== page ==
Wouldn’t it be nice to have somewhere to plug in your electric vehicle while traveling? That is just what Canopy Airport Parking envisioned when planning its state-of-the-art, EV-friendly and green parking structure.
The parking lot near Denver International Airport (DIA) is a collaboration between ProPark America and Greenscape, and is partnered with Frontier Airlines to bring indoor valet, covered self-parking and open-air parking lots to paying customers traveling in and out of Denver.
The unique thing about Canopy Airport Parking is that it utilizes numerous green technologies such as solar panels, geothermal energy and wind power to run everything from the parking facility to the biodiesel and hybrid shuttle buses that transport people to and from the airport.
“Canopy believes that excellent customer service, enjoyable rewards and amenities, and reasonable prices form the basis of the off-airport parking decision for most travelers,” says Karl Kelman, marketing manager for Canopy Airport Parking. “However, for many customers, green technologies are an important additional consideration.”
Canopy Airport Parking has the potential to hold over 4,200 cars, with 500 spaces for indoor valet, more than 1,000 spaces for covered self-parking and around 2,700 spaces designated for open air parking.
The Denver lot is an optimal location for the introduction of such green technology in airport parking because of its climate and location.
“Denver’s airport is one of the largest and busiest in America — and a much higher percentage of travelers drive private vehicles to DIA than at most airports,” says Kelman.
Colorado experiences over 300 days of sunshine, and is perfect for solar power generation.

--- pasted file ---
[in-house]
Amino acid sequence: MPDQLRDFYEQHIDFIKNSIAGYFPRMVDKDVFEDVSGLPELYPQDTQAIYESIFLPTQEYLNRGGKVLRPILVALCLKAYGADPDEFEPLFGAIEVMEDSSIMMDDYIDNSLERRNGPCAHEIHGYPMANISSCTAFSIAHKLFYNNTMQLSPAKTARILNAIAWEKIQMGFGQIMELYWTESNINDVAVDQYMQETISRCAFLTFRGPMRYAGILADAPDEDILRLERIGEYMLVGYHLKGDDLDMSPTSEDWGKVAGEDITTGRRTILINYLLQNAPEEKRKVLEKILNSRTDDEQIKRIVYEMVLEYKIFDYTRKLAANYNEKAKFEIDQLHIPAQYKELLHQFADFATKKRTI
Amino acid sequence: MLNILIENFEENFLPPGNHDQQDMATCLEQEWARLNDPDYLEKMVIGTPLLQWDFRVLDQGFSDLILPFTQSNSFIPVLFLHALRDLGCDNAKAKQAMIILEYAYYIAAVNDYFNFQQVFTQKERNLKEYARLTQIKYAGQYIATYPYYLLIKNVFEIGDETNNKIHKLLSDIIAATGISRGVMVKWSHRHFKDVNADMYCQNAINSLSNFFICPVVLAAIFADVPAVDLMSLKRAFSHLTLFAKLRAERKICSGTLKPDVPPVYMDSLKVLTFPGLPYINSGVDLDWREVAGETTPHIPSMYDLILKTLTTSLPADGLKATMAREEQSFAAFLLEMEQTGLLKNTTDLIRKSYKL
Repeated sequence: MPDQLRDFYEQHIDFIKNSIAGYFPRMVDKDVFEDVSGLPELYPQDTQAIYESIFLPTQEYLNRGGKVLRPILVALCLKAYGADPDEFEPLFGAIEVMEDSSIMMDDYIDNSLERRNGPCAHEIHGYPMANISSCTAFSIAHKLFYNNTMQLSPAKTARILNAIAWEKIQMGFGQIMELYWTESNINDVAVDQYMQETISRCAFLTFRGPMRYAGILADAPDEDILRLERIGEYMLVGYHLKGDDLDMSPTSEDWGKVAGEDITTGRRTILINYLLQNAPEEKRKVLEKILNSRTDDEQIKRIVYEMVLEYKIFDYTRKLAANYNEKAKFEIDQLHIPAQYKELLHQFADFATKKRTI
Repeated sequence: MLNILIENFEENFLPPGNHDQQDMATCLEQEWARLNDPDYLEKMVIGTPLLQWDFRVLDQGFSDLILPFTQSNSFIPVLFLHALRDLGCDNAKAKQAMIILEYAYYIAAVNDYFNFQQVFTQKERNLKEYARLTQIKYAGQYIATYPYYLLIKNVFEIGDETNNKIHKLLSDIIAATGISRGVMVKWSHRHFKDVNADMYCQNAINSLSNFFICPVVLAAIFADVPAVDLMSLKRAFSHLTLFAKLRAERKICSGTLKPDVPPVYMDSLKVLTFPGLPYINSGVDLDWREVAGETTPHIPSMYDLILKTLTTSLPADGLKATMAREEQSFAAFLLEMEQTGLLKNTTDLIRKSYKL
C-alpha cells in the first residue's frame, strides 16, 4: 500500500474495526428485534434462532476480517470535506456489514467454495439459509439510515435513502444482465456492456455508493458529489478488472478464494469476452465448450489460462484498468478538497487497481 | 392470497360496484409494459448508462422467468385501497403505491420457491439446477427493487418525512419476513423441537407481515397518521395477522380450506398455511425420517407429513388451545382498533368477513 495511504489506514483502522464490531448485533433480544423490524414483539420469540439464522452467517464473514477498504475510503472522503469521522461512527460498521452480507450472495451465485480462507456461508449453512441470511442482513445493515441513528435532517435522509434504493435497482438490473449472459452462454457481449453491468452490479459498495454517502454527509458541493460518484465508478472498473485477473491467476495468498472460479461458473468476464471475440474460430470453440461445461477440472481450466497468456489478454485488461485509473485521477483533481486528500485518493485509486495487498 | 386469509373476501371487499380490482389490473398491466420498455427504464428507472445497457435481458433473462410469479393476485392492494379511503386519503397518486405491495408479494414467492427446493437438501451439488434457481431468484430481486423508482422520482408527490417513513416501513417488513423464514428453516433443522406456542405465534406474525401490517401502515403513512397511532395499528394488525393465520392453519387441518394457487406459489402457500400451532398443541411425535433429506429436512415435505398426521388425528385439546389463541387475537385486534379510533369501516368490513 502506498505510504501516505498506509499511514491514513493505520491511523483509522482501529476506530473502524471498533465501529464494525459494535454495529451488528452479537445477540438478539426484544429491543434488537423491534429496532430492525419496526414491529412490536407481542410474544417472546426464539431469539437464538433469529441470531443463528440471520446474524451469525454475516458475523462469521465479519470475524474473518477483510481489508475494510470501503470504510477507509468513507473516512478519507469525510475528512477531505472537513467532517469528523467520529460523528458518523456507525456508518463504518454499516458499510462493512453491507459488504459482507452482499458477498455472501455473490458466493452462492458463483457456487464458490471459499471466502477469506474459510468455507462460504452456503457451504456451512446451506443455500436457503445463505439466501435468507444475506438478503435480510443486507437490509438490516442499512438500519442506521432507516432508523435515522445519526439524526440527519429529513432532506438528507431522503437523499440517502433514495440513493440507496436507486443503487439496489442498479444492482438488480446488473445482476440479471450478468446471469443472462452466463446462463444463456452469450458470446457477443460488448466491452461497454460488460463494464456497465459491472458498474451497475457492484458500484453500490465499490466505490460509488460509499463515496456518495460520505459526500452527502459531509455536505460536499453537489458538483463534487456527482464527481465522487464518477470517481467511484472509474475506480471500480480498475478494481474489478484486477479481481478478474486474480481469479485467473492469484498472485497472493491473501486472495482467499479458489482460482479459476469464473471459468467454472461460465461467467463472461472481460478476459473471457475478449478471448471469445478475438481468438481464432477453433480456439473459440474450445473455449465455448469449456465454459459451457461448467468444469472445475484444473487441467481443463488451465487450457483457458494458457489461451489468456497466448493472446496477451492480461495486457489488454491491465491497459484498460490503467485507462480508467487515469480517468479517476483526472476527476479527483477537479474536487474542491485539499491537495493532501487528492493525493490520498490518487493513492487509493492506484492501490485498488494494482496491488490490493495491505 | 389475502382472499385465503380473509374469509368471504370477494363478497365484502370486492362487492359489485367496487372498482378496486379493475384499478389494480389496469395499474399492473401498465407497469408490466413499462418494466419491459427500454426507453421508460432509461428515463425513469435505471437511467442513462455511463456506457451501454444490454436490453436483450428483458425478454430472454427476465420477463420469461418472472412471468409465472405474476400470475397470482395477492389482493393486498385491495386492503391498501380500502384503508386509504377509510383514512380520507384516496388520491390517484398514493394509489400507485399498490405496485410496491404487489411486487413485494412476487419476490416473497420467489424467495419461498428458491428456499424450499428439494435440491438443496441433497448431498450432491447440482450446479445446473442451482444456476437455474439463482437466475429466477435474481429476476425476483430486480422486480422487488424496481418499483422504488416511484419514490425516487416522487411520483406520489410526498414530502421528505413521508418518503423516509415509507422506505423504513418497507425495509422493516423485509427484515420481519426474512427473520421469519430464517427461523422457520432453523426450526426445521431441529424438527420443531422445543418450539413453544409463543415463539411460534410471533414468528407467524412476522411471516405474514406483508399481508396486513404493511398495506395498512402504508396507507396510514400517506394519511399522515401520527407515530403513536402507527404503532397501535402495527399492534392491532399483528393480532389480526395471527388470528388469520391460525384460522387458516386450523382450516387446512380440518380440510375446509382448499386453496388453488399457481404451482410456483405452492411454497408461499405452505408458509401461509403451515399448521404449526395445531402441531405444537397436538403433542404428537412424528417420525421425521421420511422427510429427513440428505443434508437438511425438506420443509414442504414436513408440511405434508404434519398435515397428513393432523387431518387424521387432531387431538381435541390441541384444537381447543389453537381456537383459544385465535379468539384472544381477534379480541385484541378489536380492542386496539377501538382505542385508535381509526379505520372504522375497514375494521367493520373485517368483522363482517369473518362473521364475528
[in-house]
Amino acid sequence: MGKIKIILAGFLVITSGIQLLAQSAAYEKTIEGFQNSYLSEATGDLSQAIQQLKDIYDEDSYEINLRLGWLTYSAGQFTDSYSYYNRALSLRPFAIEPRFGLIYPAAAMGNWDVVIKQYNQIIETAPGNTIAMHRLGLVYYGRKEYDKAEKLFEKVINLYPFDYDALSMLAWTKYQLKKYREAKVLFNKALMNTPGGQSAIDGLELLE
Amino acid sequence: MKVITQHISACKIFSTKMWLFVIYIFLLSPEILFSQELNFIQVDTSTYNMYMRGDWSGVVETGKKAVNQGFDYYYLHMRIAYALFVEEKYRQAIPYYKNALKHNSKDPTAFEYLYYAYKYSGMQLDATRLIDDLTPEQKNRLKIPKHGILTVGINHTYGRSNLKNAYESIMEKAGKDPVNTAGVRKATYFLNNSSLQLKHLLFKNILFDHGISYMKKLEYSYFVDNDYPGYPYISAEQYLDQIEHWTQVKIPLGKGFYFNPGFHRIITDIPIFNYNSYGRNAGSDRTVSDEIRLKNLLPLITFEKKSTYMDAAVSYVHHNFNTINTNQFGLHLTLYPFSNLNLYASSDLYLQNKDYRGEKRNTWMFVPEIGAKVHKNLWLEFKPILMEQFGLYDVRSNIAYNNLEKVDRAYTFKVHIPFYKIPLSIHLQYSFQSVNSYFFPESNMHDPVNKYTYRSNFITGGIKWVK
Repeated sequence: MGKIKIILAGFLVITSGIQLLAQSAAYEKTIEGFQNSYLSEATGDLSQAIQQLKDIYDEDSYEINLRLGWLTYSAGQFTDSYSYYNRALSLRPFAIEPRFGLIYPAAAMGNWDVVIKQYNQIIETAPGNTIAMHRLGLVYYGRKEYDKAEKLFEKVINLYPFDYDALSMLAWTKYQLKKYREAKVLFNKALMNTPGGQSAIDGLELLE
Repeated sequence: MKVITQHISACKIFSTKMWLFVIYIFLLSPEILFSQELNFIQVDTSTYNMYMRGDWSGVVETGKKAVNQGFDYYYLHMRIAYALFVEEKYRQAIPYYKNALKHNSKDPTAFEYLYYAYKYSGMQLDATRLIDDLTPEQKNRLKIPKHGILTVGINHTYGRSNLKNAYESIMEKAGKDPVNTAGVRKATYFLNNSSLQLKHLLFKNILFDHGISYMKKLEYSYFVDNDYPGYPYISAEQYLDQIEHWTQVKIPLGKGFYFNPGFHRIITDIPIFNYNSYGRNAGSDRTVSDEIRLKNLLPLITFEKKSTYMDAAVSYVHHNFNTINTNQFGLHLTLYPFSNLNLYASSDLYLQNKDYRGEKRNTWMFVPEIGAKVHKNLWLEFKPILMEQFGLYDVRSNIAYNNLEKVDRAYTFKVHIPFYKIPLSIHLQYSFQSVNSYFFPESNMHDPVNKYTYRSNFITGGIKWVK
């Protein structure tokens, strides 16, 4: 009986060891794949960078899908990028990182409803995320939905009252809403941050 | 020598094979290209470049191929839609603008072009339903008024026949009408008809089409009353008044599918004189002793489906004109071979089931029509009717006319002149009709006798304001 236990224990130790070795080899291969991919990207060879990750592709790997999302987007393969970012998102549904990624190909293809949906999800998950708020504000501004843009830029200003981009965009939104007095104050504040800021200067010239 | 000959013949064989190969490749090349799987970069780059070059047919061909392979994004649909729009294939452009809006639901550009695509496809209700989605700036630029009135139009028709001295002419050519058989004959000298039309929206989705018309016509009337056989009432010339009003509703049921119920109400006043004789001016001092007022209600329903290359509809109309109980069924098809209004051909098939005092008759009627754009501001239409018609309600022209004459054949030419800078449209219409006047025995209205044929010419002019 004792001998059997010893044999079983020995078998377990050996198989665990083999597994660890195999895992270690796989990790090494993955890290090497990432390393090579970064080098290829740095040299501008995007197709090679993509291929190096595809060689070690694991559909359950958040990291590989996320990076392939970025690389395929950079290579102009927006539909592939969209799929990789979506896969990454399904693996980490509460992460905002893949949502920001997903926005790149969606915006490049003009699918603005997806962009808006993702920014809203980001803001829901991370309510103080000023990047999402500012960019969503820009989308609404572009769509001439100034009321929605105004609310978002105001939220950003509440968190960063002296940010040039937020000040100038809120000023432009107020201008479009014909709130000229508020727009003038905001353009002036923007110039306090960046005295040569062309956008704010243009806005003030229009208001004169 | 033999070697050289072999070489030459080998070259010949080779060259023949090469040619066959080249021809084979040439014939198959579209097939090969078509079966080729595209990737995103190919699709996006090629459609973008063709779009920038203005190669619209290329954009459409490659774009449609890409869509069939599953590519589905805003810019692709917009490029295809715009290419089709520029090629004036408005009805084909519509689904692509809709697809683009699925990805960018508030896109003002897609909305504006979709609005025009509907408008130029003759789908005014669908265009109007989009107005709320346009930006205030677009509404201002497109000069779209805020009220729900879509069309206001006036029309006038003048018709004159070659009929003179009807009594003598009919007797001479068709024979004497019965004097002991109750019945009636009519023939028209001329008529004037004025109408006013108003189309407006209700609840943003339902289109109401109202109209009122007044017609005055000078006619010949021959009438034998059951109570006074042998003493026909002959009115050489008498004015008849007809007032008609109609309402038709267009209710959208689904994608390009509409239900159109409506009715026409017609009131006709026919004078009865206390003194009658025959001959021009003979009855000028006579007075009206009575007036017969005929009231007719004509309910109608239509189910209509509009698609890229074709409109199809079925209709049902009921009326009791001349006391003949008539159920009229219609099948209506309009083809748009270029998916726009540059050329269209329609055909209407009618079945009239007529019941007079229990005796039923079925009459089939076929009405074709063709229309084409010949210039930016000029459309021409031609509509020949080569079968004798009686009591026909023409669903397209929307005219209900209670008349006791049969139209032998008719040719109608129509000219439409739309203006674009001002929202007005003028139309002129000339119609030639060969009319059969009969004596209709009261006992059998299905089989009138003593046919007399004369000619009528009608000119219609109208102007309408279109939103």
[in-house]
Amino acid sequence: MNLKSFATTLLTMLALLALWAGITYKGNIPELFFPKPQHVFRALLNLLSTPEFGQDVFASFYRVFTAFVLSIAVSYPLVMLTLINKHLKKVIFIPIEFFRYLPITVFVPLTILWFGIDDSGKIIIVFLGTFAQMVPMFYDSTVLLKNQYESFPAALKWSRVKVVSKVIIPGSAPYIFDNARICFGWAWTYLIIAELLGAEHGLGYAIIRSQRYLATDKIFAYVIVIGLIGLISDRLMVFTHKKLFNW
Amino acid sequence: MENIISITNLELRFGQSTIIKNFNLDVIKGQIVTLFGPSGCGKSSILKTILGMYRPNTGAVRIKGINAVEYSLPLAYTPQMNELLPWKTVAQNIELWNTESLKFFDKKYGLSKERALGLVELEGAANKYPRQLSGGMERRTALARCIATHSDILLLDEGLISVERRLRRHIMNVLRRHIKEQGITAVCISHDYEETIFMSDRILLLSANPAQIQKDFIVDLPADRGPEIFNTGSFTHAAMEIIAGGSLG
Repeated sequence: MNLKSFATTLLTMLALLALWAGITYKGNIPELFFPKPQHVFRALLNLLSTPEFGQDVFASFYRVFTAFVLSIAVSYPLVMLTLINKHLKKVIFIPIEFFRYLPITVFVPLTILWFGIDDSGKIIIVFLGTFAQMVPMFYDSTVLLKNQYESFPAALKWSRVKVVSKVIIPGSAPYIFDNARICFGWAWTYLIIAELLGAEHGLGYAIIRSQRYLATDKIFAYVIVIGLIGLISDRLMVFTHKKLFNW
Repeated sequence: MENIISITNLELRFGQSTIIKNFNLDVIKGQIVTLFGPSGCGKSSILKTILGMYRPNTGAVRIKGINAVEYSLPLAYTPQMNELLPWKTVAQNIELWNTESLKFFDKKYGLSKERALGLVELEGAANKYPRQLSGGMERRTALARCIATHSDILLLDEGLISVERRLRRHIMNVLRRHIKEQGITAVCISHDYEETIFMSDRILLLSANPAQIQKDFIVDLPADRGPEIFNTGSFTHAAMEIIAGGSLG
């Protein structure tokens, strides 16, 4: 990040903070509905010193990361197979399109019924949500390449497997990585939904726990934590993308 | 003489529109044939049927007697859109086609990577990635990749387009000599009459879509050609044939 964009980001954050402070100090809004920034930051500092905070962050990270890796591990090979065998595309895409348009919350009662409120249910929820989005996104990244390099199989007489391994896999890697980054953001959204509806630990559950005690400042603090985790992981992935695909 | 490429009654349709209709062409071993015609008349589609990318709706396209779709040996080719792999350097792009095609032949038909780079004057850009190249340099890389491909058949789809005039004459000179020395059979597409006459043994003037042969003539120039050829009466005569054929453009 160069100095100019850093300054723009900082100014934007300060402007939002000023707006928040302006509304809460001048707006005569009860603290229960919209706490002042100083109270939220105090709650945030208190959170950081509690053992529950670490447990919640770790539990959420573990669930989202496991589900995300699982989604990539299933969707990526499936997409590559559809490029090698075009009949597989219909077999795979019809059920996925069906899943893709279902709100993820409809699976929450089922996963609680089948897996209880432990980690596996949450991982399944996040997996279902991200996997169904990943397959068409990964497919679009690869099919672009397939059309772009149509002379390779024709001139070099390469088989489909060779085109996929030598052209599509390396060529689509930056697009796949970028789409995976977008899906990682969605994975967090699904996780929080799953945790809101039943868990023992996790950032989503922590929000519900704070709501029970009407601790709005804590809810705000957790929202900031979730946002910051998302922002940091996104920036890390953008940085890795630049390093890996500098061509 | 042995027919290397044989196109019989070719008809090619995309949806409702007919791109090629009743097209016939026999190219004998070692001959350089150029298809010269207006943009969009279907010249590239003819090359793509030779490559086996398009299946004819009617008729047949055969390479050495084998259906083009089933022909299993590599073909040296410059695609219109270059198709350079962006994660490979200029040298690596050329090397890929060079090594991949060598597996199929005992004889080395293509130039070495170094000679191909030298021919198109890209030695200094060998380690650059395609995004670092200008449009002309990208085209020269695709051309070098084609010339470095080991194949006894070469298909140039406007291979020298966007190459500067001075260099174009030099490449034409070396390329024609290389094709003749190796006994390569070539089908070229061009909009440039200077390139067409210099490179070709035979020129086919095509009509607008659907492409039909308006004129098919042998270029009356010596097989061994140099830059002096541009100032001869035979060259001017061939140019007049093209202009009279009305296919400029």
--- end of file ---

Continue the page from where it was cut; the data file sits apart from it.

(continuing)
“The high altitude reduces the loss of solar radiation caused by [the sun’s] passage through the atmosphere,” explains Kelman.
He adds that the open plains surrounding DIA are ideal for wind power generation.
DIA’s latest green parking area will essentially serve as a prototype for other Canopy Airport Parking lot facilities around the United States.
“Canopy Airport Parking is the first parking facility to employ such a broad variety of green technologies, and, Propark and Greenscape hope to employ the knowledge gained the construction of Canopy at a variety of locations,” says Kelman.
There are currently six photovoltaic solar panel arrays that line the driveway leading into the parking lot. Together, they will generate 16.9 kW of solar power. Windspire turbines, vertical wind turbines around 30 feet tall and 4 feet wide, are currently being installed near the entrance. The wind turbines will produce a total of 9.6 kW of electricity.
For many customers, green technologies are an important additional consideration.
— Karl Kelman, marketing manager for Canopy Airport Parking
The parking lot is also made up of recycled asphalt, recycled steel, and incorporates 300-foot deep geothermal energy bore boles that will provide heating and cooling inside the buildings. Canopy is also planning on adding additional solar panels and wind turbines in the future.